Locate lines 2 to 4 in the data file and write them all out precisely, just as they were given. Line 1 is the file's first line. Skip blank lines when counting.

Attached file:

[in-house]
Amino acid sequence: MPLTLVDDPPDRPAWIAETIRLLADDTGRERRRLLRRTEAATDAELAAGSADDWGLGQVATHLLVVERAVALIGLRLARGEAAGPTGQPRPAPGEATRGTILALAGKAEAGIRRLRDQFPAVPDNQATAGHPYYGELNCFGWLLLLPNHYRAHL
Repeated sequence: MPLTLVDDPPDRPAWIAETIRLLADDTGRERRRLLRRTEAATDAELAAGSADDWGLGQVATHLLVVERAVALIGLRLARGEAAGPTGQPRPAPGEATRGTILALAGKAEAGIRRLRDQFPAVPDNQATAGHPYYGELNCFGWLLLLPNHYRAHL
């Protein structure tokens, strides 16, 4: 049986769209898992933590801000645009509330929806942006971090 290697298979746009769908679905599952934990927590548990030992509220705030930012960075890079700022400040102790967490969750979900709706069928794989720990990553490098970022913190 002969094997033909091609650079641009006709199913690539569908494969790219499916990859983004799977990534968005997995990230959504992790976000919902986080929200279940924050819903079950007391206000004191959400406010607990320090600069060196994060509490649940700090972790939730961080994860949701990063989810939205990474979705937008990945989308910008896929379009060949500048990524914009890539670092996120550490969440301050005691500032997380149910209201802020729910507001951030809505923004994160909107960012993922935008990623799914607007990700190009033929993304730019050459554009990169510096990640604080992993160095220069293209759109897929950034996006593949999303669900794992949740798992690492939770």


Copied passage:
Amino acid sequence: MPLTLVDDPPDRPAWIAETIRLLADDTGRERRRLLRRTEAATDAELAAGSADDWGLGQVATHLLVVERAVALIGLRLARGEAAGPTGQPRPAPGEATRGTILALAGKAEAGIRRLRDQFPAVPDNQATAGHPYYGELNCFGWLLLLPNHYRAHL
Repeated sequence: MPLTLVDDPPDRPAWIAETIRLLADDTGRERRRLLRRTEAATDAELAAGSADDWGLGQVATHLLVVERAVALIGLRLARGEAAGPTGQPRPAPGEATRGTILALAGKAEAGIRRLRDQFPAVPDNQATAGHPYYGELNCFGWLLLLPNHYRAHL
């Protein structure tokens, strides 16, 4: 049986769209898992933590801000645009509330929806942006971090 290697298979746009769908679905599952934990927590548990030992509220705030930012960075890079700022400040102790967490969750979900709706069928794989720990990553490098970022913190 002969094997033909091609650079641009006709199913690539569908494969790219499916990859983004799977990534968005997995990230959504992790976000919902986080929200279940924050819903079950007391206000004191959400406010607990320090600069060196994060509490649940700090972790939730961080994860949701990063989810939205990474979705937008990945989308910008896929379009060949500048990524914009890539670092996120550490969440301050005691500032997380149910209201802020729910507001951030809505923004994160909107960012993922935008990623799914607007990700190009033929993304730019050459554009990169510096990640604080992993160095220069293209759109897929950034996006593949999303669900794992949740798992690492939770």